(GPA) Turkey has reportedly turned off internet access for at least 6 million people as a response to protests following the arrests of two elected mayors from the Kurdish town of Diyarbakir.
“They have to be released immediately, our people won’t accept it and will use their democratic rights,” the pro-Kurdish People’s Democratic Party (HDP) said in a statement. HPD also suspects that Ankara is using this as an opportunity to replace the democratically-elected Kurdish mayors with Turkish nationalists. “Turkey is conquering our municipalities and arresting our co-mayors, yet tells us to be quiet, wanting us to accept this oppression. But we will not accept nor will we be quiet about this,” Kurdish MP Feleknas Uca said on Tuesday.
Hundreds of organizers gathered in Diyarbakir. Istanbul, Izmir, Mardin, Bursa also saw organized protests. Ankara says the Kurdish mayors, Gultan Kisanak and Firat Anli, are under investigation for terrorism and have accused them of supporting the PKK. Officials deemed the demonstrations illegal and challenged protesters with tear gas and mass arrests.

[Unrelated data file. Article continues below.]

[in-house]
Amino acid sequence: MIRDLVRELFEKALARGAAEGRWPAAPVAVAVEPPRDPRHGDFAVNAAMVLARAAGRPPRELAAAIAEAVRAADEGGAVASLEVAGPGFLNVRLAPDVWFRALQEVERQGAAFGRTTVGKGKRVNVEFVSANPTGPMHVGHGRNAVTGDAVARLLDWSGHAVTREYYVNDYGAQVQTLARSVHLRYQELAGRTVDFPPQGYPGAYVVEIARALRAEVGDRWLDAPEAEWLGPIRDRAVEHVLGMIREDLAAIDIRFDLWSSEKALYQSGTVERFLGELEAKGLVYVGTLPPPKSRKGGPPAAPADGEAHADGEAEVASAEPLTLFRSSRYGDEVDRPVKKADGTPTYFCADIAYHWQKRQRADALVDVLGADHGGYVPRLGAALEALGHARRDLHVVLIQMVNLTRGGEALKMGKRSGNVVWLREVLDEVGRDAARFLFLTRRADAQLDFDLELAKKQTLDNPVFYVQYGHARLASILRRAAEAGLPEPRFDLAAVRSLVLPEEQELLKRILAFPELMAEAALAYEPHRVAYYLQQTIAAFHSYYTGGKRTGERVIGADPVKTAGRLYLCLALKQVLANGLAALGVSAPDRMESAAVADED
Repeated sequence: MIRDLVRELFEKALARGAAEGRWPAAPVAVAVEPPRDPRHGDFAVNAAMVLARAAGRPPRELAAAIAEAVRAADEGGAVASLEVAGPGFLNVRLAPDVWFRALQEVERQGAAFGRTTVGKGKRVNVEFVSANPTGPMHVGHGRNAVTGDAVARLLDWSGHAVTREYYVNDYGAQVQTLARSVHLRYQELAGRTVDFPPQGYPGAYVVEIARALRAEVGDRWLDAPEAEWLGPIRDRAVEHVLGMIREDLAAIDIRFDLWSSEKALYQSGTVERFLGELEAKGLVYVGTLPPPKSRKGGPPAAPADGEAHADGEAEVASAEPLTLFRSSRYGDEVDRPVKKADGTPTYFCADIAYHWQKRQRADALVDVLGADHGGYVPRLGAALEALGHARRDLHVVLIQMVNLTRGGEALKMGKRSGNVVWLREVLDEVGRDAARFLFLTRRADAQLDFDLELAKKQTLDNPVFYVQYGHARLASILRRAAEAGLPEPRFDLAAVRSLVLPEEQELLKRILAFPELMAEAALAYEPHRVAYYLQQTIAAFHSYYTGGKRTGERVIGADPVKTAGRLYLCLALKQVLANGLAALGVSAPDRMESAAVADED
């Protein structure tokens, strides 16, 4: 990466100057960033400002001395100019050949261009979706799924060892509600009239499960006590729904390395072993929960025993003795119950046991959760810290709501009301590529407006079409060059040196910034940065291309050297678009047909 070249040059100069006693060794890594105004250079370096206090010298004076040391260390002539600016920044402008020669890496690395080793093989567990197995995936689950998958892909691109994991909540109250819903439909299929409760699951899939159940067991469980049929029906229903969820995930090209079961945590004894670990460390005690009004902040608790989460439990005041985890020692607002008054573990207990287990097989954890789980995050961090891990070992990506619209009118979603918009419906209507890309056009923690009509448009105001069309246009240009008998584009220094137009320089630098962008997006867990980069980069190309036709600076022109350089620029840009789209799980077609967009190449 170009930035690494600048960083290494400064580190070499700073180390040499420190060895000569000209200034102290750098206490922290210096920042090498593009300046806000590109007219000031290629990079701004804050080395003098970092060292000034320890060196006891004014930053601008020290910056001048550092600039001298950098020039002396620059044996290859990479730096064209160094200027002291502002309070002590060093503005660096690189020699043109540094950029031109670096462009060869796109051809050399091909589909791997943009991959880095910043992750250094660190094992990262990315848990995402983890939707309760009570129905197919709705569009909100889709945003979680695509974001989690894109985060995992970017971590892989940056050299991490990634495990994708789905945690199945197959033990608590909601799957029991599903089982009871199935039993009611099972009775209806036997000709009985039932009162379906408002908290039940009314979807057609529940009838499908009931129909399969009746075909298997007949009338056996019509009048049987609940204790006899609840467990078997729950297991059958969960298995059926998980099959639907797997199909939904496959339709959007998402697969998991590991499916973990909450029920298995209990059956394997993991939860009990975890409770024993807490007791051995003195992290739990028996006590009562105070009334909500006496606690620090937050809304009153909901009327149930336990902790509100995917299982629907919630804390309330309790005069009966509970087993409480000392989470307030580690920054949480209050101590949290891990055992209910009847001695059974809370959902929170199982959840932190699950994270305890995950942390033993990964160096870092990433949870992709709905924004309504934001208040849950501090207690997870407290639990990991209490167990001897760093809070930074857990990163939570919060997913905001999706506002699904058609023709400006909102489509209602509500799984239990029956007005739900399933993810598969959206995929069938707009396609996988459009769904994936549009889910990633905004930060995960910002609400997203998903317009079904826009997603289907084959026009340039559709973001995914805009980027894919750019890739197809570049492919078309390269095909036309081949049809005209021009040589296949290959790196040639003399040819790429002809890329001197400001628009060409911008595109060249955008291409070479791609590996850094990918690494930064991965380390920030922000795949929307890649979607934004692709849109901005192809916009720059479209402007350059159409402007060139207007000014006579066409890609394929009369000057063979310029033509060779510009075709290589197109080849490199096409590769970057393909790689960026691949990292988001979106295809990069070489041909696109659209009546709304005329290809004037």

The internet blackout mostly hit residents in Turkey’s southeast region near Diyarbakir. About 8% of the county’s IP networks are offline. Businesses have also been affected as point-of-sale terminals require an internet connection to operate. Some citizens traveled over 100 km to find a working internet connection. Standard text and voice communication was still available.
Turkey is still under a “state of emergency” following July’s attempted coup. Ankara has used this as an opportunity to label any opposition as “terrorism”, purge military and cabinet members, and censor citizens. Shutting down internet communication is one of Ankara’s favorite tactics for tackling opposition and silencing dissidents. Even prior to July’s coup, Turkish authorities began shutting down opposition websites such as Today’s Zaman and replacing them with state-friendly media. Authorities have since grown fond of shutting down internet connections in Kurdish areas anytime there’s a hint of civil unrest.